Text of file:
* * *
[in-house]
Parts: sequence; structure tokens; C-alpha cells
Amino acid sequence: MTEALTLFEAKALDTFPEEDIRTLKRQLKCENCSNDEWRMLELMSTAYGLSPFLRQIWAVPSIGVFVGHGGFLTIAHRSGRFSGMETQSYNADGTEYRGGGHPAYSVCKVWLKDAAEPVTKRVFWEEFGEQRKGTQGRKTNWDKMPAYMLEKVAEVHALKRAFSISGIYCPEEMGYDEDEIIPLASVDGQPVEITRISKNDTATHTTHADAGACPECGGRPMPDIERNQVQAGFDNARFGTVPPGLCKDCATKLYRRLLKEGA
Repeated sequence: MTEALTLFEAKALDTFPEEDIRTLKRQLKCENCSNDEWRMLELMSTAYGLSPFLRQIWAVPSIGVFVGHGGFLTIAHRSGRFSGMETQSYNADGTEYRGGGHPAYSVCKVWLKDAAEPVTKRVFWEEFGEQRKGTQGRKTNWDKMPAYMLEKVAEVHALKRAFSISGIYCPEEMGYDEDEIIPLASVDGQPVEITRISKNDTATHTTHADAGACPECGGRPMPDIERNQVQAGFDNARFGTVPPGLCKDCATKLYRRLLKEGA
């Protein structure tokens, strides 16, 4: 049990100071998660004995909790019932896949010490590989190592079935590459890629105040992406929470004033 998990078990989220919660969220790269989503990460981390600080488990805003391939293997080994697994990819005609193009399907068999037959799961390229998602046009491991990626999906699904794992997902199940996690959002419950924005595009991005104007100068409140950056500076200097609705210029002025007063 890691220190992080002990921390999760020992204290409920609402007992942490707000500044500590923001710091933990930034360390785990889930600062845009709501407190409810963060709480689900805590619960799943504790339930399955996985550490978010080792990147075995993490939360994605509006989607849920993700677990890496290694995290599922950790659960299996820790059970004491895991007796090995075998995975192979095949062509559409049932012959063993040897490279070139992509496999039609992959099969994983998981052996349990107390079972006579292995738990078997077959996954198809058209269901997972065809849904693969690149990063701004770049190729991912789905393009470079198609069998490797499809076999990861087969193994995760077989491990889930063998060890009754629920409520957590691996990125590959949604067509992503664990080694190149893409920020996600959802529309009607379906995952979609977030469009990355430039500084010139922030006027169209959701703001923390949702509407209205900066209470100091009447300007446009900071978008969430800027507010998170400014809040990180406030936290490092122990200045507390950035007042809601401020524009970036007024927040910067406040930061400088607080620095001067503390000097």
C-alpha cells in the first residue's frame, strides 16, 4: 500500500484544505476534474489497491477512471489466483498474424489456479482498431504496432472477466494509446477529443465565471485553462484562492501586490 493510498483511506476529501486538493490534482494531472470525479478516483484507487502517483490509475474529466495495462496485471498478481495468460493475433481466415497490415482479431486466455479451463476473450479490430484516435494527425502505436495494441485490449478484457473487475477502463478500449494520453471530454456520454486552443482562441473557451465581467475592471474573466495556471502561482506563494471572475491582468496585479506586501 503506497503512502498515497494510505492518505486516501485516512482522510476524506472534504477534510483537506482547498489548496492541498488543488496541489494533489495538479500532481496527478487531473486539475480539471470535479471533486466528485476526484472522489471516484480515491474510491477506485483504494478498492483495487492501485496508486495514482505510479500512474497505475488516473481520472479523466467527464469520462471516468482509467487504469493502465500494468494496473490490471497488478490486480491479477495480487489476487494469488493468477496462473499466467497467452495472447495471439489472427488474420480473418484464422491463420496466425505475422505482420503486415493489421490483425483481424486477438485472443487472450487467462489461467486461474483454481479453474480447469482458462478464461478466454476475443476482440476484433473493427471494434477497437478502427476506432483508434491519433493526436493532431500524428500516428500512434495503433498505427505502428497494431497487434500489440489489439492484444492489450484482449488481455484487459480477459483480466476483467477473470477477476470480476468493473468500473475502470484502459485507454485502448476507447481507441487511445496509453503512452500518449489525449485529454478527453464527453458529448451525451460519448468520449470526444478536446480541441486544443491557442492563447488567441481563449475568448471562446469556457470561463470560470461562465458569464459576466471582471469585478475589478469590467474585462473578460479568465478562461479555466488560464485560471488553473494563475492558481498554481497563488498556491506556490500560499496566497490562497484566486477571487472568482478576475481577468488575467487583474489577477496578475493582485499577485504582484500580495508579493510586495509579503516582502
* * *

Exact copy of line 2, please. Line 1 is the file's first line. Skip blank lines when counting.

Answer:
Parts: sequence; structure tokens; C-alpha cells